Anti-Inflammatory Diet

All health care starts with diet. My recommendations for a healthy diet are here:
Anti-Inflammatory Diet and Lifestyle.
There are over 190 articles on diet, inflammation and disease on this blog
(find topics using search [upper left] or index [lower right]), and
more articles by Prof. Ayers on Suite101 .

Thursday, October 30, 2008

Cartilage as Rejuvenation

I have studied cartilage secreting (chondrocytes) for the last few years. Chondrocytes are normally derived by differentiation of mesenchymal stem cells (MSCs) that grow in the bone marrow. MSCs can differentiate to produce bone secreting cells (osteoblasts), muscle cells (myoctes), fat cells (adipocytes) and insulin-secreting cells (beta-pancreatic islet cells.) I chose to study a rat chondrosarcoma (RCS) cell line, because this is a type of cell that shares the properties of many other important cells and it will continue to grow in cell culture. Thus, I can dilute some RCS cells in a solution with all of the nutrients required for growth and the cells will stick to the surface of the plastic dishes that I use, grow and differentiate. If you stain the cultures for cartilage, you get the following micrograph.

At first the cells stretch out and move about the surface of the dish. Then they become progressively less adhesive to the surface and more spherical as they start to produce and secrete the polysaccharides (glycosaminoglycans, such as chondroitin sulfate and heparan sulfate) and proteins (collagen) of cartilage. Finally they produce thick layers of cells that are separated and embedded in cartilage. After a little more than a week in culture, the cells are moving through the cartilage matrix by enzymatically degrading the cartilage ahead of them and secreting new cartilage in their wake. The cells that eat their way to the dish surface separate the cartilage layer from the dish and the colonies of cells begin to slough off from the dish surface. Normal chondrocytes would eventually stop dividing under culture conditions, but the cancer line that I use continues to grow quite happily and can be diluted and plated continuously. Chondrocytes in cartilage live in cavities within the cartilage and are surrounded by heparan sulfate attached to proteins of their cell membranes, i.e. heparan sulfate proteoglycans.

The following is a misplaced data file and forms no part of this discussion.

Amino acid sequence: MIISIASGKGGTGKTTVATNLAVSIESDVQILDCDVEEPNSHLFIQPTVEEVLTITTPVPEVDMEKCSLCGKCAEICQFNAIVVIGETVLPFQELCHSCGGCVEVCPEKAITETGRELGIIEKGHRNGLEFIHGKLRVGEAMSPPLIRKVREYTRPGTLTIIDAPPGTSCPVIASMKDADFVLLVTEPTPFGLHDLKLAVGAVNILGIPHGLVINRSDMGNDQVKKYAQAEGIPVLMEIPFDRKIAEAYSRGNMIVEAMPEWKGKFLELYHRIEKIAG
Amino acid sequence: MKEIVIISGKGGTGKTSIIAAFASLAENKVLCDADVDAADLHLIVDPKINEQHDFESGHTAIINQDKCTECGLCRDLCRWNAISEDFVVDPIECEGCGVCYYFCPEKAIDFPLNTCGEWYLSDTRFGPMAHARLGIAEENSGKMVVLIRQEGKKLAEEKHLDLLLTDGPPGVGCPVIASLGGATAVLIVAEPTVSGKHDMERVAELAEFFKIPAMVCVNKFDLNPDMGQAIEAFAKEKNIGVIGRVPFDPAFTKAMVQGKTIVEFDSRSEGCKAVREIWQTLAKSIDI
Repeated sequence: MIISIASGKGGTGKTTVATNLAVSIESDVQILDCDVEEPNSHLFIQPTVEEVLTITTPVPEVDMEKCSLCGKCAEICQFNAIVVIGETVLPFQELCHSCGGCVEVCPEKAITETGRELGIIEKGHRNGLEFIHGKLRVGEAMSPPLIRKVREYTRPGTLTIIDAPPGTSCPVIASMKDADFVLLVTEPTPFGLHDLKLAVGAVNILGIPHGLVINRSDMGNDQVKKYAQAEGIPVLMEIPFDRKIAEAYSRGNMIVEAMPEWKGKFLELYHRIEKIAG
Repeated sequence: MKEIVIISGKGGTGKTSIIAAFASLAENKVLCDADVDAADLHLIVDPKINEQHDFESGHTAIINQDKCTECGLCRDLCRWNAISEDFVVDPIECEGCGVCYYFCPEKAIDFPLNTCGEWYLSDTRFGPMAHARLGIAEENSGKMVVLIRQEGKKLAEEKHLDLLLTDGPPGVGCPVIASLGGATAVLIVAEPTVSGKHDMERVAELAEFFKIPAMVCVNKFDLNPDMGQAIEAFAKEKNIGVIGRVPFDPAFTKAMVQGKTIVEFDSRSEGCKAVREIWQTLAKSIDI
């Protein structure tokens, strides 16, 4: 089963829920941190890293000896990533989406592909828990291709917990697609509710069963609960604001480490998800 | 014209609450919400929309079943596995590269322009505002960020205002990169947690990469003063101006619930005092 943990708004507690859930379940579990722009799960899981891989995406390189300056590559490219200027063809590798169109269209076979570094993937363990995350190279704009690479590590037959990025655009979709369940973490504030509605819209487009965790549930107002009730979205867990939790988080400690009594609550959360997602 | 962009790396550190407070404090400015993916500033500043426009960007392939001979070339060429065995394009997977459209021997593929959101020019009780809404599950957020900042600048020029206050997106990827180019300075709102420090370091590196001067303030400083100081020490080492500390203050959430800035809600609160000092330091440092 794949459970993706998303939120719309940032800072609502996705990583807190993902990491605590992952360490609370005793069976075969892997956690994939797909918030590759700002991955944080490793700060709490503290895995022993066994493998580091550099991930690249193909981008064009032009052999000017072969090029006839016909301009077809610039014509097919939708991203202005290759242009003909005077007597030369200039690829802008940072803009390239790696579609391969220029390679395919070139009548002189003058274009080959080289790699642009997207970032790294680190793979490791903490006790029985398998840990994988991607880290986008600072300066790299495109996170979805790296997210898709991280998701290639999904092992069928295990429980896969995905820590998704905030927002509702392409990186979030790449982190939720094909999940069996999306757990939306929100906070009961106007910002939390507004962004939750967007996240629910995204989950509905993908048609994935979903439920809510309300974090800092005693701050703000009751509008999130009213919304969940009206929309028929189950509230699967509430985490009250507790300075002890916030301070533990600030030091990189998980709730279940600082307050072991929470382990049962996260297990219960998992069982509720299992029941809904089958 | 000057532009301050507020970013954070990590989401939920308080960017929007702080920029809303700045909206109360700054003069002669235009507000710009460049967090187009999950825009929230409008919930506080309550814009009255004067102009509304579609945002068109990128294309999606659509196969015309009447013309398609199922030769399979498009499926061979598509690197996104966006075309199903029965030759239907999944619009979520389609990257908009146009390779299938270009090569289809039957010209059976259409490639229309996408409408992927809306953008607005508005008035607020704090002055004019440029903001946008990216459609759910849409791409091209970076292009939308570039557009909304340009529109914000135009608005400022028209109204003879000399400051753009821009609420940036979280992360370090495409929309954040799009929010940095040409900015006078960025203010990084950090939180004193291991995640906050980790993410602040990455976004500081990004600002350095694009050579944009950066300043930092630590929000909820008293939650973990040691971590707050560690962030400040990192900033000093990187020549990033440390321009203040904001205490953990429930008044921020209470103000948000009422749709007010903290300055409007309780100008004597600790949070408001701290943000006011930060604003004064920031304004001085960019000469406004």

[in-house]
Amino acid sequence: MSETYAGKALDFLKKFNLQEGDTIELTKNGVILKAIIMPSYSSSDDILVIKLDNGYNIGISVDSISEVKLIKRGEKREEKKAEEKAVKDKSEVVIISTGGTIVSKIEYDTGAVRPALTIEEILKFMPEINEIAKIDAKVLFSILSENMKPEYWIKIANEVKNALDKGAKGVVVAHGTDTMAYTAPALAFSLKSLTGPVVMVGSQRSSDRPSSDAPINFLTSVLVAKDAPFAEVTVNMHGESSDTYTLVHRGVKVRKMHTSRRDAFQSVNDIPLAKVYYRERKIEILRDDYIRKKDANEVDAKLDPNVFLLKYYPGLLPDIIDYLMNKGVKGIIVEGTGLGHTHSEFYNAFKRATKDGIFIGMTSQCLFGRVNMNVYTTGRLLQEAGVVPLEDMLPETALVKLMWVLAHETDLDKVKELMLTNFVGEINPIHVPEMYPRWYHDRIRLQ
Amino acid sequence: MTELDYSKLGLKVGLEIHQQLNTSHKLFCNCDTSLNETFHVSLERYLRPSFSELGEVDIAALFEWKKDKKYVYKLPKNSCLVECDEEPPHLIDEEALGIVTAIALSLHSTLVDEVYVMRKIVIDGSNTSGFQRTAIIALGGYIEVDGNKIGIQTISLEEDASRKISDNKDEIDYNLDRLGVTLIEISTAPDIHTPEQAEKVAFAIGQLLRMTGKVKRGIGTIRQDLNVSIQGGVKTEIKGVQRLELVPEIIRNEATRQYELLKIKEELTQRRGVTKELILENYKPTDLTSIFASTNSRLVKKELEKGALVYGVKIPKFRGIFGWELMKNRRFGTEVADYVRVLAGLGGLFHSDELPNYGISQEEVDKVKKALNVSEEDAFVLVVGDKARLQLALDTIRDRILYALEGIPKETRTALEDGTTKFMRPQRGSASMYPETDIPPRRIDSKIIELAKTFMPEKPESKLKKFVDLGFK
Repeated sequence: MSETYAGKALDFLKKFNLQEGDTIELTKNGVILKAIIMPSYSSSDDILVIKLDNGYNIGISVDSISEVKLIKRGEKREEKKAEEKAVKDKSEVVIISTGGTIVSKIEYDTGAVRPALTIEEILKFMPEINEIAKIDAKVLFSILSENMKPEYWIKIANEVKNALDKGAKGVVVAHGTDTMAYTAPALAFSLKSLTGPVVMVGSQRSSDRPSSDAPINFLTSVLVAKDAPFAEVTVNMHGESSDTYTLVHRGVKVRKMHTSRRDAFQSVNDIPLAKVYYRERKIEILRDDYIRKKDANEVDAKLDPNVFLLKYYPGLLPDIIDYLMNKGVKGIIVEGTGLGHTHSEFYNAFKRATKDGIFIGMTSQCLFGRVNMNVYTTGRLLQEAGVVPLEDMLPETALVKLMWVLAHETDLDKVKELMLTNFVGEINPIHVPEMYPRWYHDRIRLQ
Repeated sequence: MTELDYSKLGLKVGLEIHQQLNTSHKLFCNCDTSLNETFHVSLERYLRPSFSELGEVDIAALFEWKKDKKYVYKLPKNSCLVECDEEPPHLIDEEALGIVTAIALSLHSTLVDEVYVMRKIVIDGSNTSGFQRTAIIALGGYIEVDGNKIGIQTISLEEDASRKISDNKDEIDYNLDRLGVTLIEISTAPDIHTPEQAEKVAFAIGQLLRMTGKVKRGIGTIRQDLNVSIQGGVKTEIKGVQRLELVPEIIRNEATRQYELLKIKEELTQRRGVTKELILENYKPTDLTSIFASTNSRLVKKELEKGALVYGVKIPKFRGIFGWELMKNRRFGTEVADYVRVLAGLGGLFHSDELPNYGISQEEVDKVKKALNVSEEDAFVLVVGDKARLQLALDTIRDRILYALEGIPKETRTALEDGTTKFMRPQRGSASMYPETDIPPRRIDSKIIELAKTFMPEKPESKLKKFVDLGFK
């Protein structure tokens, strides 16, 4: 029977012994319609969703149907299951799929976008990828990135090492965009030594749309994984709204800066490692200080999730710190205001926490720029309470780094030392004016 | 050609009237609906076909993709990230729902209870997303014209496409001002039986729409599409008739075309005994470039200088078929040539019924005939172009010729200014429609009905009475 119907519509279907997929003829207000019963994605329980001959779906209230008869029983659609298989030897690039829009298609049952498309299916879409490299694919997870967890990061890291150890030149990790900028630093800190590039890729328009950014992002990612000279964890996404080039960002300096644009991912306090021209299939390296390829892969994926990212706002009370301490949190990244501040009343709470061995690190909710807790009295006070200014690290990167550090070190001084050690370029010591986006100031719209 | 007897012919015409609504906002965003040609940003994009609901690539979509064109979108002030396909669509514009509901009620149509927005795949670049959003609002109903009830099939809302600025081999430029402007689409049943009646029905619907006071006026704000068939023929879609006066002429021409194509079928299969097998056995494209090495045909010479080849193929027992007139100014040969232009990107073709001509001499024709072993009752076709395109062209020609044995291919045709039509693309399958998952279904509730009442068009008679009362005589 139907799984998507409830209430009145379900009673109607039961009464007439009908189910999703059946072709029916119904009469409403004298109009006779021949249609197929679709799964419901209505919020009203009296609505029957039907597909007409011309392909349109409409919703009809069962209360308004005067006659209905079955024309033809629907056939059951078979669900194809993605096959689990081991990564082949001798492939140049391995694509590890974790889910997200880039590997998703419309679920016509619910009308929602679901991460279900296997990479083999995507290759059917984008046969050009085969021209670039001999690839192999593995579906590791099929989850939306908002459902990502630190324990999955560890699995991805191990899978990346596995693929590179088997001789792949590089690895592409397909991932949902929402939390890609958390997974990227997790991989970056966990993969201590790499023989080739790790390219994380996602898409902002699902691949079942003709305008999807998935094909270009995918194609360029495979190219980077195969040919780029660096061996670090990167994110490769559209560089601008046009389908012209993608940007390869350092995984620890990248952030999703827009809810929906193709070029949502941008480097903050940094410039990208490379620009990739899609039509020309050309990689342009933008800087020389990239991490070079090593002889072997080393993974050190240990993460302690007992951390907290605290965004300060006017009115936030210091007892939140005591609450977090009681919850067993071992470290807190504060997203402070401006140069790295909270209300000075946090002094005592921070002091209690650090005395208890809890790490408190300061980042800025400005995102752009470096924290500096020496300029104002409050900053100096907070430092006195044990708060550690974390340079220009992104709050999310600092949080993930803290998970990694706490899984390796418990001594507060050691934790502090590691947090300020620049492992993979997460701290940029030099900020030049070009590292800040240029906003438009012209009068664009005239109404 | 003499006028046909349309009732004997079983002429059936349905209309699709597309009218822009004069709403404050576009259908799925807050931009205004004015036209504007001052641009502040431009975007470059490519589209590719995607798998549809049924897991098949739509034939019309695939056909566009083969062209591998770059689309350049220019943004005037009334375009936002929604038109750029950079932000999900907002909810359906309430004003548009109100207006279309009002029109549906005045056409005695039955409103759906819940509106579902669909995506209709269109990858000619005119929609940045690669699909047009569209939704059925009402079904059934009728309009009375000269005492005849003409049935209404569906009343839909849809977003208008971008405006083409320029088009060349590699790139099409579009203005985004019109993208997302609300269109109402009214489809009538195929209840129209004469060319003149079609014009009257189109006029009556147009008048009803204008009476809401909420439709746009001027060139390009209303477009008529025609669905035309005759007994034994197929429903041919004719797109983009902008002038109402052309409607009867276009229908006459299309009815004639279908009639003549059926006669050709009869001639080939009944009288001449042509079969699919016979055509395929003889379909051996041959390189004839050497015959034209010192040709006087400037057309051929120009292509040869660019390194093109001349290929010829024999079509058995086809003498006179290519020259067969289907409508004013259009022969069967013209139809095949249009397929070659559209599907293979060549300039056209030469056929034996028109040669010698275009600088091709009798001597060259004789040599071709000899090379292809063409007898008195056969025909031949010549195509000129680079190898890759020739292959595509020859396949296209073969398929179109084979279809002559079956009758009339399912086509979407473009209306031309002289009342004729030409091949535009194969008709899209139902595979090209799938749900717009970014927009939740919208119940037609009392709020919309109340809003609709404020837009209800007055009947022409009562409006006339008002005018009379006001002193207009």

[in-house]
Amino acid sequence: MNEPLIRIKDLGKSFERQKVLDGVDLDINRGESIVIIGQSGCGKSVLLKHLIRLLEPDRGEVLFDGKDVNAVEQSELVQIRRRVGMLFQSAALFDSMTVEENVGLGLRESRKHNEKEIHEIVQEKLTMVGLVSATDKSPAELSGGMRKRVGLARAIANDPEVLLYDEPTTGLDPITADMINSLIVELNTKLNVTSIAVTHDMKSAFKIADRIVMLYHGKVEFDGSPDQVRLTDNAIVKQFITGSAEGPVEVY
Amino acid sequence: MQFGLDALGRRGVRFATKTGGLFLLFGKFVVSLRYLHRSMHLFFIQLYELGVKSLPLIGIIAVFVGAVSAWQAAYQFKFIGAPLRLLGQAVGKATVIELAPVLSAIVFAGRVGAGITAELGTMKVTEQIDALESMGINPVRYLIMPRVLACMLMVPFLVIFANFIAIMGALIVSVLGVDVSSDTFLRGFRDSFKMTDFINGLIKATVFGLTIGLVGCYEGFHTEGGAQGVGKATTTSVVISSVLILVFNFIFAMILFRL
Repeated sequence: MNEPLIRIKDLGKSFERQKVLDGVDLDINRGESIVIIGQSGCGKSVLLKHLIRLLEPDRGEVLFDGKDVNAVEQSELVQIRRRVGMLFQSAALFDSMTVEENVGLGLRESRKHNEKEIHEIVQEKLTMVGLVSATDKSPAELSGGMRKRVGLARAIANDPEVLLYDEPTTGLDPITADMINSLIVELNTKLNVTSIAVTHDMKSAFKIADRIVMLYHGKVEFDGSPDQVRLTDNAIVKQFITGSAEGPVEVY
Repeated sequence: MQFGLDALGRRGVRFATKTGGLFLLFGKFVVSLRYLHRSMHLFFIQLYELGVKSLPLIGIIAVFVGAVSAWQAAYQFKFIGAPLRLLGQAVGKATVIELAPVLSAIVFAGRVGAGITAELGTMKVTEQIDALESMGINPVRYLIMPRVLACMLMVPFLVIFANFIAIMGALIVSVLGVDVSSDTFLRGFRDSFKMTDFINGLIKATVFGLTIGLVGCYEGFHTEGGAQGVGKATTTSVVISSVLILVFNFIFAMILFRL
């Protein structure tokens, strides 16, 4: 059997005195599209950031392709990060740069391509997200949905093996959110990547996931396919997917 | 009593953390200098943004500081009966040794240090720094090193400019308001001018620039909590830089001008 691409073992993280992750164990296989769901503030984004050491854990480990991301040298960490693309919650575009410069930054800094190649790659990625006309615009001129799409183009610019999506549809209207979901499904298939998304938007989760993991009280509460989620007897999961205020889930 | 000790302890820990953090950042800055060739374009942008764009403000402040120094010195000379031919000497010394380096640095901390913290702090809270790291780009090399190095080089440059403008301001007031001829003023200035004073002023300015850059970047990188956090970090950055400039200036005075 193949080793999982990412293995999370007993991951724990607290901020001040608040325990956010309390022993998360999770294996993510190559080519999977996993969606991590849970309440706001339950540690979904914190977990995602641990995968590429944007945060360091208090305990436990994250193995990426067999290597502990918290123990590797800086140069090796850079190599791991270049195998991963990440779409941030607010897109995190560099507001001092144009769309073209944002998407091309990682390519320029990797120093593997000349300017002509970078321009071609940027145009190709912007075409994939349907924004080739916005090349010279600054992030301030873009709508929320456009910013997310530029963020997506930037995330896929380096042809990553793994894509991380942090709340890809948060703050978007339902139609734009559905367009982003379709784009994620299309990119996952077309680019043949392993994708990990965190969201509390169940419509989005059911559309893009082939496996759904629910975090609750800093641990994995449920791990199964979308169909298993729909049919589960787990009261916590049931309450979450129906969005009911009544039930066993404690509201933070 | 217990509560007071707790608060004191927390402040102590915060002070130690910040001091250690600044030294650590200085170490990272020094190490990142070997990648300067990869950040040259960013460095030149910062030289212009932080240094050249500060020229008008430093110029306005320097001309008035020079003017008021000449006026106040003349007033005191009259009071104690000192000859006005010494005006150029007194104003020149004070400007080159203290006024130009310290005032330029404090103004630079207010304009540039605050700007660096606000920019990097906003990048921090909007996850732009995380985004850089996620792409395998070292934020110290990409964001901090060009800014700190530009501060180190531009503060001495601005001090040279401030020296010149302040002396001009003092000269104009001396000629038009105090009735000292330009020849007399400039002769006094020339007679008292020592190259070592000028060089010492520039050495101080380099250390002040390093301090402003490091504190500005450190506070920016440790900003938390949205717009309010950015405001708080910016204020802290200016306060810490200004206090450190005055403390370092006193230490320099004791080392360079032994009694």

Cut cartilage will grow back together as the chondrocytes mine, secrete and gradually knit the two surfaces together with strands of new cartilage. Movement through and renewal of cartilage, e.g. in the connective tissue of skin, is restricted if the collagen fibers that are assembled outside of the secreting cells are cross-linked. This is why sunbathing ages skin. High fructose corn syrup also accelerates cross-linking. This cross-linking is also what makes meat less tender. The cross-linking and toughness can be measured by inserting fluorescence-measuring probes into meat, because the protein cross-links fluoresce in UV light.

A consequence of the development of chondrocytes on the ends of bones, is that the nutrients for the cells change. Initially the chondrocytes enjoy the abundant glucose and oxygen of the blood stream and gradually they are remove further from blood vessels. (Note that cartilage actively inhibits vascularization, so there are no blood vessels in cartilage. This lack of blood vessels and associated enhanced risk of disfiguring infection, is a reason to discourage piercings that involve cartilage.) Chondrocytes snug in their little cartilage cavities no longer eat sugar or breath oxygen, they dine on cartilage and ferment.